The congenial group of dealers who set up in the spacious Utz Arena offered some first-rate quilts, painted furniture, carvings, fraktur, and game boards. David Good of Camden, Ohio, brought a rare Bergen County chip-carved wall box, redware, a stoneware churn, an English combware charger, early blown glass, fraktur, and a fine portrait; all were worthy of a first-class collection. There were some appealing painted cupboards, two pairs of unusual tin sconces, good treen, a collection of Dresden Christmas ornaments, some stunning quilts, graphic game boards, and some things to make you laugh. Michael Weinberg of West Pelham, Massachusetts, brought a wall dormitory directory from a girls’ or women’s school (possibly Smith or Mount Holyoke) and made up names to go into the slots after the word Miss. They included “Miss Take,” “Miss Fortune,” “Miss Demeanor,” “Miss Step,” “Miss Tress,” “Miss Inform,” “Miss Behave,” etc. Doug and Cindy Robinson of As Good as Old, Lower Gwynedd, Pennsylvania, put a framed “Fly Eagles Fly” football T-shirt in the center of a display of a variety of carved and cast eagles.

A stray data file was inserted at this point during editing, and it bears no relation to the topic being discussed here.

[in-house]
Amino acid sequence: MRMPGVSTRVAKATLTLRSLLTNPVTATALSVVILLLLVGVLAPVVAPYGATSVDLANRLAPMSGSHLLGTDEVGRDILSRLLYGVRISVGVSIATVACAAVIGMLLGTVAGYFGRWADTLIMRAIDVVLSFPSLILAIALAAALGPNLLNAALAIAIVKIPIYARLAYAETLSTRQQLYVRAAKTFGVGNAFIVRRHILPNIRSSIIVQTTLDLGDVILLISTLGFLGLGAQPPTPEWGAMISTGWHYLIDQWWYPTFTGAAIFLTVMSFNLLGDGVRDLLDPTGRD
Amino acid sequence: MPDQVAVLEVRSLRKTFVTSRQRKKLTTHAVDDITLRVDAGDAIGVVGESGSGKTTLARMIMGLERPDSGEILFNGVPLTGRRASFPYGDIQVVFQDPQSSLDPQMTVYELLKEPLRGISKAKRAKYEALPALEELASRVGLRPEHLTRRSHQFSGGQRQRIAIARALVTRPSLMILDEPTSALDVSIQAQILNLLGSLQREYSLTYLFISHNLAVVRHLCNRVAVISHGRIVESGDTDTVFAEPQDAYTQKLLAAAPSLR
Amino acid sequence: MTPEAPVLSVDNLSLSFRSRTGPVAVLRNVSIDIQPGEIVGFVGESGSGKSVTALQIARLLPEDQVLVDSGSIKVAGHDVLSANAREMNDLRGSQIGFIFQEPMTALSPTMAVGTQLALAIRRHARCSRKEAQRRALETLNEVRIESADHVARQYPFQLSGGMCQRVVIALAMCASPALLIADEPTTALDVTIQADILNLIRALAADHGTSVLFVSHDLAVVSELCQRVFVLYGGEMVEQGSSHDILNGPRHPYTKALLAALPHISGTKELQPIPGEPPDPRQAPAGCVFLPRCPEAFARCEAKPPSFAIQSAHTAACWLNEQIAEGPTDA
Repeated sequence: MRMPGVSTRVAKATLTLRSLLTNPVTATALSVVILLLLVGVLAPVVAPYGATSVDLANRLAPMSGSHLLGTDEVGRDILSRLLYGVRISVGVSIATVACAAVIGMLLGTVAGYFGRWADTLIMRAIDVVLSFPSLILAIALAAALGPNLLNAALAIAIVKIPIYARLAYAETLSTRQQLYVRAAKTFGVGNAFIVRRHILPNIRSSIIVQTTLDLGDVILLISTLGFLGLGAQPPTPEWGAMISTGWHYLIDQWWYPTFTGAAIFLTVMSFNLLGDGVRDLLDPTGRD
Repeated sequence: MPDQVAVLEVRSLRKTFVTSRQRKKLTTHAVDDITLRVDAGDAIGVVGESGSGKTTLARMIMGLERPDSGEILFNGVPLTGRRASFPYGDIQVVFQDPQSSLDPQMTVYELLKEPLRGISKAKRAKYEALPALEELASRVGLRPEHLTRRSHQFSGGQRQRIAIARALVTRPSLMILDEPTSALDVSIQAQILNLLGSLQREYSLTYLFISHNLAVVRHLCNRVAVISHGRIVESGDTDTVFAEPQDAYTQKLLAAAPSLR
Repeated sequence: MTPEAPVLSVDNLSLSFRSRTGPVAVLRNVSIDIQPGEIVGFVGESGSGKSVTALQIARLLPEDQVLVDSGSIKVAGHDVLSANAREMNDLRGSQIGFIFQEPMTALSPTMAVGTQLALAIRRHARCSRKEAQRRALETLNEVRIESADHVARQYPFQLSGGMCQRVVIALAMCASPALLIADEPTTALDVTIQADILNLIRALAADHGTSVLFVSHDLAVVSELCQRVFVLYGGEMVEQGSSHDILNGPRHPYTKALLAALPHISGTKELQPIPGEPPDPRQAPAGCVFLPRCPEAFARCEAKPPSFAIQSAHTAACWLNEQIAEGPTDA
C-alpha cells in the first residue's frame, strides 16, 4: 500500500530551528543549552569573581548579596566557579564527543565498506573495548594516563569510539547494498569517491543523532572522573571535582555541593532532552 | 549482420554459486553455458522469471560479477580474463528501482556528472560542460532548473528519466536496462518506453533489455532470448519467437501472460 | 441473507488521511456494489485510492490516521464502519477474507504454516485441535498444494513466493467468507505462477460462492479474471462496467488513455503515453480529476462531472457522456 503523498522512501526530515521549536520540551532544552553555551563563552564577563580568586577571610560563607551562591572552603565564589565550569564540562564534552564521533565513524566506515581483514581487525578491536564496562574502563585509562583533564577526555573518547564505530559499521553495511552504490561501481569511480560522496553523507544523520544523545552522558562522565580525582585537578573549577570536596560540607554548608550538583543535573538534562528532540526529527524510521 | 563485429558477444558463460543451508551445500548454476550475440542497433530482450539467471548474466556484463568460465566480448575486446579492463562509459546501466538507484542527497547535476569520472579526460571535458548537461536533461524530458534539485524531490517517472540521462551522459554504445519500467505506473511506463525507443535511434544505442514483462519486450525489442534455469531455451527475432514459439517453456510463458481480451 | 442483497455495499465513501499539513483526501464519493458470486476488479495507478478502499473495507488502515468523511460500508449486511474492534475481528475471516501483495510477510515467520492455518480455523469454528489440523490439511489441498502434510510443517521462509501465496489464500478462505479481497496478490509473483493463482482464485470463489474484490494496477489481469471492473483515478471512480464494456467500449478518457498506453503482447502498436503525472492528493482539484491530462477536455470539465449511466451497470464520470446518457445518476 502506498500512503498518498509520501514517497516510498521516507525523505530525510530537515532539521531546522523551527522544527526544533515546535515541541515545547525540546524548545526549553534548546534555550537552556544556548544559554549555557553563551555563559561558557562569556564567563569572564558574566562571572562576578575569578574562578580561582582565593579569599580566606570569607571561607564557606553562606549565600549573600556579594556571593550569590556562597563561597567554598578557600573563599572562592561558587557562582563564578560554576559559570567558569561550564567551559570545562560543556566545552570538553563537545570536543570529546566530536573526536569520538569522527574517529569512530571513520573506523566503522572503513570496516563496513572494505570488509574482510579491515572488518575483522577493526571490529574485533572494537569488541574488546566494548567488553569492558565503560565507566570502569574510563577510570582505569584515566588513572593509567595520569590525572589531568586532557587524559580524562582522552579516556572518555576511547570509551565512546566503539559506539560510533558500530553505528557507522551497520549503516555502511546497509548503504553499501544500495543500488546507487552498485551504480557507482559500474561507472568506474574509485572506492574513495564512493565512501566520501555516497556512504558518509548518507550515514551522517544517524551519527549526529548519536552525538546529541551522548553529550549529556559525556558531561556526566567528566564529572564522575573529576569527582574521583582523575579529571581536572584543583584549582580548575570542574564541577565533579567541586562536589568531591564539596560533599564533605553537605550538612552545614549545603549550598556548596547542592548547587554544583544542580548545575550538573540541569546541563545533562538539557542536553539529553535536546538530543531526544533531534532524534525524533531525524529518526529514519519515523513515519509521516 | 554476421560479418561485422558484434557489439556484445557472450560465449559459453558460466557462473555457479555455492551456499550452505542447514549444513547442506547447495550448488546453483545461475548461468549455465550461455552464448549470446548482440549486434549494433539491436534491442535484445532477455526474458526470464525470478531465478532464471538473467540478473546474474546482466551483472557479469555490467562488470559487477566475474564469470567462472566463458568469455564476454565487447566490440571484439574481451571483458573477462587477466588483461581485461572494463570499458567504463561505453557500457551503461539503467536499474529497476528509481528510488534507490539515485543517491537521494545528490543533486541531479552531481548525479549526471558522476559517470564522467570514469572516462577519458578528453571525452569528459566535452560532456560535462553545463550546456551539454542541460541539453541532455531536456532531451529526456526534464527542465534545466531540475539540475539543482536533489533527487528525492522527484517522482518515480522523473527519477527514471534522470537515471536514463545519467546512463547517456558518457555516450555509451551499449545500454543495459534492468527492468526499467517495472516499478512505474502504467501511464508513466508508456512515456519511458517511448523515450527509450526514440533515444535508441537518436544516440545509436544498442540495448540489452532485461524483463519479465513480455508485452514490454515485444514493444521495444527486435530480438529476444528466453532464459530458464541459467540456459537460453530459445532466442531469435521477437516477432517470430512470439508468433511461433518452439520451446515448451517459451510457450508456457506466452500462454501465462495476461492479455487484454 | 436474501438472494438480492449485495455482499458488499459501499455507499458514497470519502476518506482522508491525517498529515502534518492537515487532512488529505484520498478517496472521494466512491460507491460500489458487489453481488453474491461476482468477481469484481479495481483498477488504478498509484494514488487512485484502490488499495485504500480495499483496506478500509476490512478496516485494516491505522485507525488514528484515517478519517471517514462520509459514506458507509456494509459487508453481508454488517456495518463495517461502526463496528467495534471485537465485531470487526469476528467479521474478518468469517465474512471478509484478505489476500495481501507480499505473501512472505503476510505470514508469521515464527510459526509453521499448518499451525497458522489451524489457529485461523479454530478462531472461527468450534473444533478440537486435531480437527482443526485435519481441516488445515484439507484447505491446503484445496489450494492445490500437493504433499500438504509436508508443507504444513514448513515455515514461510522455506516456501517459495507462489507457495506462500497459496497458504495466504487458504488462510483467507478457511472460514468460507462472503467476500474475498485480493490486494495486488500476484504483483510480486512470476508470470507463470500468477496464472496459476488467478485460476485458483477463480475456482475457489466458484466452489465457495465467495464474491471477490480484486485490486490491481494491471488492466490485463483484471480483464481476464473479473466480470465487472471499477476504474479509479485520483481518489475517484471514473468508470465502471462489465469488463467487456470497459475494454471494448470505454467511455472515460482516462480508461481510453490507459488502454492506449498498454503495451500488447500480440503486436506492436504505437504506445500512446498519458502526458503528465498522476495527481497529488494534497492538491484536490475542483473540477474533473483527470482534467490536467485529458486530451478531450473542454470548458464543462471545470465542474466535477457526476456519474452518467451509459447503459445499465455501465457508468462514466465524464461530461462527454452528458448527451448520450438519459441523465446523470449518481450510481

Greg Kramer & Co., Robesonia, Pennsylvania, filled the entire back wall of the arena and part of one side with an enormous variety of painted chests, cupboards, beds, chairs, redware, stoneware, spatterware, Gaudy Dutch, Stiegel-type glass, and a Santa, too. Higganum House, Higganum, Connecticut, filled tables and walls with collections of tape looms, fishing spears, corkscrews, you name it. It would take a day to see everything in just these two stands.

Elinor Penna of Old Westbury, New York, had a collection of ceramic and glass rolling pins that were given by sailors as gifts to their girlfriends at the time of the Crimean War. The ceramic ones, top and third from top, are Sunderland luster and were $1500 each. They were filled with cold water and corked for use. The glass ones, filled with sand, ranged from $900 for the large one to $300 for the smallest, and the middle size was $450.

Lisa S. McAllister of Clear Spring, Maryland, asked $12,500 for this two-piece paint-decorated Ohio Dutch cupboard, 1860-70.

“This chest is by John Seltzer. It is so rare. There are so many more by Christian Seltzer,” said Greg Kramer. “This chest was painted red, but Steve Still took off the paint to reveal the panels on the front. The decoration on the top is still covered with red. Clark Hess wanted it, and I sold it to him but got it back in a trade for a fraktur and sold it to Chip Henderson.” Kramer asked $3950 for it. The child-size settee was $1250. The child’s chair was $475.